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Analysis: Big News From N. Korea?

Officials and analysts said the Arirang festival may be used to forge a festive mood ahead of an announcement of the country's next leader.

Seoul (UPI) Oct 06, 2005
North Korea watchers in Seoul are paying close attention to possible breaking news from the communist nation over the weekend or early next week.

Government officials and analysts in South Korea expect the North to mark the 60th birthday of its ruling Communist Party that falls on Oct. 10 with an announcement such as a leadership reshuffle or major nuclear or economic policies.

In the past, North Korea has unveiled major new policy on the founding anniversary of the Workers' Party.

Ten years ago, when North Korea marked the party's 50th anniversary, its leader, Kim Jong Il, introduced Sungun (army-first) Politics as the country's ruling ideology replacing his late father Kim Il Sung's Juche (self-reliance or self-identity) that dominated for the past decades. Juche was proclaimed the country's ruling principle in 1970 when the Party marked its 25th birthday.

Kim, who was handpicked by his father to succeed him in 1974, was anointed successor on the Party's 35th anniversary in 1980. Five years ago, on the party's 30th anniversary, the junior Kim's birthday was designed the country's national holiday.

In 1980, North Korea also came up with a national unification formula based on an inter-Korean federation system, dubbed "the Democratic Federal Republic of Koryo."

"North Korea may announce major new policies on this year's 60th anniversary," said an official at the South Korean Unification Ministry, which handles inter-Korean relations.

North Korea began warming up for Monday's party birthday celebrations early this year. In July, 100 days ahead of the anniversary, North Korea announced about 160 joint slogans, urging its people to build a prosperous and powerful socialist nation under Sungun.

The slogans focused on calls for struggles against "U.S. imperialists that have occupied the southern half of the Korean peninsula" to forge a united Korean front against the United States over the nuclear standoff.

The announcement was followed by massive public rallies across the country. The Ministry of People's Armed Forces and other state organizations also held rallies.

In August, North Korea kicked off a two-month gymnastic and artistic performance, called "Arirang Festival," to mark the Party's 60th founding anniversary.

The 90-minute show, which featured some 100,000 performers with synchronized acrobatics on the pitch, was a political show focused on Kim's personality cult.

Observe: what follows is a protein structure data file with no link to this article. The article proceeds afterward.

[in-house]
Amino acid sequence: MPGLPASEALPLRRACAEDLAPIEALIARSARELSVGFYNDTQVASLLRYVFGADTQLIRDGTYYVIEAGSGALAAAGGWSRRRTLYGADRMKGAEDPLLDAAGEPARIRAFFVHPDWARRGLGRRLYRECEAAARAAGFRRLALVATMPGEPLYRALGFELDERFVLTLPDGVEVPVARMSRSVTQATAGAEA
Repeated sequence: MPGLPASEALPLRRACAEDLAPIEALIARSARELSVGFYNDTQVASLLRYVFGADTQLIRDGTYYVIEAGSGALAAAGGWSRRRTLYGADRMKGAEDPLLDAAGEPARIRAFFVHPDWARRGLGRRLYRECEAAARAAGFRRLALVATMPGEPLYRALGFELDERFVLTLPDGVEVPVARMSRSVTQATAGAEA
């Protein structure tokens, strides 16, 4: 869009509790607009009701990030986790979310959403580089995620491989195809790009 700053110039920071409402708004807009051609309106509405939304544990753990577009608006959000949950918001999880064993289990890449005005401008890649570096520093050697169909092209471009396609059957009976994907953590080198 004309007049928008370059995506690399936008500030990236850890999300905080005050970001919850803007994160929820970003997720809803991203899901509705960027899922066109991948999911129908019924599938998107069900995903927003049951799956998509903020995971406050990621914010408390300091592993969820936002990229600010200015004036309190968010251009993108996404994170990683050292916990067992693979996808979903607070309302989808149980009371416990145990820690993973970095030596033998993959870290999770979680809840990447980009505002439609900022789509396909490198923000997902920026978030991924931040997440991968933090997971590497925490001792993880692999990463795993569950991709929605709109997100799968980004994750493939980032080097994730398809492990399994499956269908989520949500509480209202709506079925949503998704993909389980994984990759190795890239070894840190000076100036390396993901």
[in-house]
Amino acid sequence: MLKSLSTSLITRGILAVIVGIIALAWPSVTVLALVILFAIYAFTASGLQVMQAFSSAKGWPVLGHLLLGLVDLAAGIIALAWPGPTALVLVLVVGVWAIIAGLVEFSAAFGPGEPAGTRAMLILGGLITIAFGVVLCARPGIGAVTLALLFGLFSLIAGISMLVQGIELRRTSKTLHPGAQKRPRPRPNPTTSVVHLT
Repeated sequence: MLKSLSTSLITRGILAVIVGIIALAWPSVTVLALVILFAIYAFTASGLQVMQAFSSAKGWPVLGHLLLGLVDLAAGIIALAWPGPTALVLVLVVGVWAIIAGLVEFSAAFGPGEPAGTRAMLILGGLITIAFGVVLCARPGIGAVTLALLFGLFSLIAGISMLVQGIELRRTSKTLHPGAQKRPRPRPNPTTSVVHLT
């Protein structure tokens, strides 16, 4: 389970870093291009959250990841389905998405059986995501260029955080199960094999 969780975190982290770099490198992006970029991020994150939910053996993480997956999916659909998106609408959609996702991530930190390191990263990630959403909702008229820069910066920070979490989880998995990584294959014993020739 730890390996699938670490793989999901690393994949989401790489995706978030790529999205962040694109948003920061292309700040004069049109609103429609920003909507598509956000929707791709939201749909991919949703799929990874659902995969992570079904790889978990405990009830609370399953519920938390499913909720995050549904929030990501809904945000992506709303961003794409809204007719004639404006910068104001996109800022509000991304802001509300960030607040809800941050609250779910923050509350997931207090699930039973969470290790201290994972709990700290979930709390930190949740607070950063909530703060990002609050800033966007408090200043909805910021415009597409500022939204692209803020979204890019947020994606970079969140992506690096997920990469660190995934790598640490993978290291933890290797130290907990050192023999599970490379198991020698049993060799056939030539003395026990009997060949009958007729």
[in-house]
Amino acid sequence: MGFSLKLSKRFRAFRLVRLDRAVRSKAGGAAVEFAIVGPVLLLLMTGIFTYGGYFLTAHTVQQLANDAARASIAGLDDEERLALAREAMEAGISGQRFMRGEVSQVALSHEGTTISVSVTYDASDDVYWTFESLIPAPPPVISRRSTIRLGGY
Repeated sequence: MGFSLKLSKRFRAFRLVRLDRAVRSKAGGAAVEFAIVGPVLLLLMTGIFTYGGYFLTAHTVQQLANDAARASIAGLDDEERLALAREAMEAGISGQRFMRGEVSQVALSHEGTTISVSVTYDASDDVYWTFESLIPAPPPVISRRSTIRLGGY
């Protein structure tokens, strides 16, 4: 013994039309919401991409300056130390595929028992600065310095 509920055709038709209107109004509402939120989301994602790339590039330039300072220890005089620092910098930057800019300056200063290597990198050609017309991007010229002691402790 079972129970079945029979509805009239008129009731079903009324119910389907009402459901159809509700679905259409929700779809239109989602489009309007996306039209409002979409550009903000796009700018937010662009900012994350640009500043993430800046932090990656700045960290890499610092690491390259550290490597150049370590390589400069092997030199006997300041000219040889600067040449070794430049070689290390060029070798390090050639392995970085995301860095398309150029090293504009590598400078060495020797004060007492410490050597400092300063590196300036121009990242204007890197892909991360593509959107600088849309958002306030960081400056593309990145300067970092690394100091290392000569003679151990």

According to Seoul's Yonhap News Agency, North Korea plans to stage the biggest-ever celebrations for next week's Party birthday.

"This year's Party anniversary will be observed on a scale bigger than ever before," Yonhap quoted an official of the North's National Reconciliation Council as saying in Pyongyang.

The country's leader Kim will attend the main celebrations to be held at a plaza in central Pyongyang. The celebrations would be highlighted by a massive military parade, the official said.

Officials and analysts said the Arirang festival may be used to forge a festive mood ahead of an announcement of the country's next leader.

"At the end of the event, North Korea may announce its leader Kim Jong Il's successor," a South Korean government official said.

Kim may designate one of his three sons to become the country's next leader during the celebrations, they said. Russia's Itar-Tass news agency quoted diplomatic source in Pyongyang as saying North Korea could announce this month an eventual successor to Kim.

"An announcement about the appointment of a successor could be made as early as this month, timed for the celebrations marking the 60th anniversary of the (Workers' Party)," the report said.

Jhe Seong-ho, a professor at Chung-Ang University in Seoul, said North Korea may revise the Party chapter to uphold Kim Jong Il to be the leader of unified Korea.

Nam Sung-wook at Seoul's Korea University said the gala events for this year's Party birthday is aimed at tightening the state' grip on the people.

"North Korea may present a blueprint for economic development," he said.

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US Congress Sceptical Over Nuclear Accord With North Korea
Washington (AFP) Oct 06, 2005
The United States Congress expressed scepticism Thursday over a tentative nuclear deal reached with North Korea and warned that legislators might find it difficult to approve energy aid to the Stalinist state.







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